An audit released Thursday found significant duplication, overlap and fragmentation throughout 120 state programs that help low-income Oregonians obtain safe and affordable housing as well as other needed services.
“Obtaining affordable housing is critical for Oregonians trying to escape the cycle of poverty and become self-sufficient,” said Secretary of State Kate Brown. “Oregon cannot afford wasteful duplication. We need to be sure that tax dollars are being spent efficiently and stretched as far as possible.”
The audit looked at 49 programs administered by the Oregon Housing and Community Services Department and another 71 programs administered by an additional 16 state agencies.
Auditors reviewed Housing and Community Services’ Single and Multi-Family Housing, Homeless, Rent Assistance, Food, Energy and Weatherization and Volunteer programs.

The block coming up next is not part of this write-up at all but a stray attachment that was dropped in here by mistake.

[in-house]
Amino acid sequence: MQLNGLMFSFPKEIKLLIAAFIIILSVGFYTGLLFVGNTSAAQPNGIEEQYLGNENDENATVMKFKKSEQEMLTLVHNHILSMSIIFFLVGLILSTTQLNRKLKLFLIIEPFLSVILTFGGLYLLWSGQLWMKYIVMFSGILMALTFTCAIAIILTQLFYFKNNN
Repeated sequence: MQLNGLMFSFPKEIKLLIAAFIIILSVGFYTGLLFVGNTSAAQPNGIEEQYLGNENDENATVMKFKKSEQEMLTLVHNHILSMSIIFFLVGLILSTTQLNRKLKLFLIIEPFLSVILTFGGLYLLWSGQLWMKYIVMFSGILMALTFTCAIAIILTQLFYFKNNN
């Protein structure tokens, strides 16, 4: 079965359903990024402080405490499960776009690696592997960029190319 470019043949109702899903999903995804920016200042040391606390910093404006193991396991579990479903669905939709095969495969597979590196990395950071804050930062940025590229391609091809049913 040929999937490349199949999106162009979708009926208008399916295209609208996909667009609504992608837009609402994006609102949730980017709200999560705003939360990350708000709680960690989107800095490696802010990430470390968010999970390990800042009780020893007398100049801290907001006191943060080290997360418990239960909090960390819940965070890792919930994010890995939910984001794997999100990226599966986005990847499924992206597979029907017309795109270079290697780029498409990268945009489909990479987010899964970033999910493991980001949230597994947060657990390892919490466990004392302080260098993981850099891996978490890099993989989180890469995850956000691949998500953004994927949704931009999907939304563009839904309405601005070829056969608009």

The auditors found duplication in most of these areas. They found some overlap in all program areas for program missions, services provided, targeted beneficiaries and service delivery methods.
Additionally, auditors found duplication, overlap and fragmentation between programs administered by Housing and Community Services and programs administered by other state agencies.
Brown praised Housing Director Margaret Van Vliet, who has already begun a thorough review of the agency.
Gov. John Kitzhaber proposed, and the Legislature adopted a budget that requires the housing department to prepare a re-organization plan before next February in order to receive funding for the second year of the biennium.
The research and analysis for the development of the plan is underway, with information and updates on the process posted on the “Agency Transition Planning” page on with OHCS webpage.
The audit, which was based upon methods used by the U.S. Government Accountability Office, recommends a top-to-bottom evaluation of the benefits and costs of reducing duplication, overlap and fragmentation in these programs.
The report can be found at www.sos.state.or.us/audits.